As you know, Wikipedia gets a ton of readers. That means we have to be careful about the accusations we levy, especially against living people: both for legal reasons — we don’t want to get accused of libel — and because it’s the right thing to do. That means we don’t publish accusations like this without a reliable source.

“Reliable source” here ideally means something like a news article, as journalists are very experienced at evaluating and fact-checking things like this. The court documents might do it, but I wouldn’t count on it, especially with summary judgement — all that really proves, as I understand it, is that he didn’t show up.

Talking to the press might be an option, if you haven’t already tried that. If they took up your story, that’d both get some attention in and of itself, and would get you something you could cite from the Wikipedia article.

I hope some of this advice is helpful.

Yours,
Gaelan

Let’s look at the big picture here: Wikipedia editors promote content that is written by professional journalists, because “journalists are very experienced at evaluating and fact-checking things like this.” Is that true?

Second, Wikipedia doesn’t promote blog posts. That’s understandable. Anyone can write anything on a blog post.

So all you need to do to influence a Wikipedia page is send out a press release and get a journalist to write up a story about you.

Wait. Is that really credible?

If you want to know the answer to that, read the fascinating book Truth: A Brief History of Total Bullsh*t and by Tom Philips, or True Enough, by Farhad Manjoo.

On the flip side, Wikipedia can’t let anyone publish just anything. You can write a blog post claiming your boss is a rapist or your senator is committing fraud, but should the Wikipedia editors link to it? It depends on the evidence in each particular case, and good evidence is hard to come by. Sometimes blogs have better evidence than peer-reviewed scientific papers do. Sometimes, investigative journalists get it right first. Most of everything is noise, while signal is rare. It’s not easy.

The Wikipedia bar of truth seems to be set at “magazine articles,” whatever that means. I’m sure the bar is higher for more important people. Some Wikipedia pages have become war zones, with different factions trying to change them all the time.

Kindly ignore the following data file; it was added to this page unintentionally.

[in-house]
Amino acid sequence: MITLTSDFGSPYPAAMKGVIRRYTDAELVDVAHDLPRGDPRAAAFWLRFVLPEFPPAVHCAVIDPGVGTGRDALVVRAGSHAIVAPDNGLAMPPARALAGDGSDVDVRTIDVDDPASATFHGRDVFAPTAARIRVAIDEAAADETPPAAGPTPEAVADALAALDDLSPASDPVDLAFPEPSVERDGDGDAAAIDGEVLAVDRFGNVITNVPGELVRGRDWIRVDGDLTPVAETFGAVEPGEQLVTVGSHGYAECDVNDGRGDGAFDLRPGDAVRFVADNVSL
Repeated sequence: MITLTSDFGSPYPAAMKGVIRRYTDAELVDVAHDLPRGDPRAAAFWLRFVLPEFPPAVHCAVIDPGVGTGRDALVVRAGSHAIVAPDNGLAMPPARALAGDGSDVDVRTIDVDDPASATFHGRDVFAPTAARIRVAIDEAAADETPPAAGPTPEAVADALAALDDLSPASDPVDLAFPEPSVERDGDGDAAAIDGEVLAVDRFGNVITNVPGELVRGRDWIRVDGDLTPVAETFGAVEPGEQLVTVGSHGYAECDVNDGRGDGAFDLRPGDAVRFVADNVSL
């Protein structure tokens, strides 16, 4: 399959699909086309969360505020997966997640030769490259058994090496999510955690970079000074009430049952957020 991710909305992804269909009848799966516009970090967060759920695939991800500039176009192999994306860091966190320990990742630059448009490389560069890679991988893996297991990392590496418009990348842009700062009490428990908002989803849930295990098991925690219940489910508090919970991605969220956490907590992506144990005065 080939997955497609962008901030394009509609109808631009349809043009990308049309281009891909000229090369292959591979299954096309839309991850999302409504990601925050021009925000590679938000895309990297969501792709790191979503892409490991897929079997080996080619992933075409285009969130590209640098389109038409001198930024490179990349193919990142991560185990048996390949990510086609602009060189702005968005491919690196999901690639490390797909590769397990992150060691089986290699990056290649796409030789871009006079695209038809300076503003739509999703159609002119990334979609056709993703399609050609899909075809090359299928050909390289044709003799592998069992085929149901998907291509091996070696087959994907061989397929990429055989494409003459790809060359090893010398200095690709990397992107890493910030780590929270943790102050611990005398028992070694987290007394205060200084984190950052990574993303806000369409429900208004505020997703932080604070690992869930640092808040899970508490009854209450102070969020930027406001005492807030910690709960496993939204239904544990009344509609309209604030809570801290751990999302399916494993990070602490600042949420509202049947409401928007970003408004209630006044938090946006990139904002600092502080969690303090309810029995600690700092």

Does this system work? Imagine how many people are protected in this way? How many con artists and other criminals does Wikipedia help by only believing “journalists”?

In this case, I emailed Gaelan the court judgment, and he refused to reply to me. I’m sure Gaelan means well, but he doesn’t have time to devote to this page, and as a result, he is helping Weyi scam more people.

We’re talking about hundreds of thousands, possibly millions of dollars over the last 20+ years. If I could get an editor to help me write a magazine article, then Gaelan would accept it and I could prevent others from losing money.

I was last contacted by a potential victim in May of this year. Weyi was pretending to offer his company $200 million for a real-estate development, but they found my blog post and contacted me. They said there had been a delay. I told them he has nothing. He’s going to ask for money, and he’s going to start talking with anyone you introduce him to. They were a bit disappointed to hear this, saying “We have to be sure. It’s a lot of money.” I said no, it isn’t. It is zero money. He will ask you for money, and he will ask your friends for money. Be careful.”

My goal is to help more people avoid becoming his next victim. My goal is to send him to prison. If you have access to a web page, please add the following link to your website:

Emmanuel Weyi is a con man operating out of Uganda. He preys on innocent victims. Please spread the word.

That points to emmanuelweyi.site, which I try to keep up to date. Your links help my pages rise in the Google ranking system. If you have any way to edit the Wikipedia page, that would help.

Thank you,

David Siegel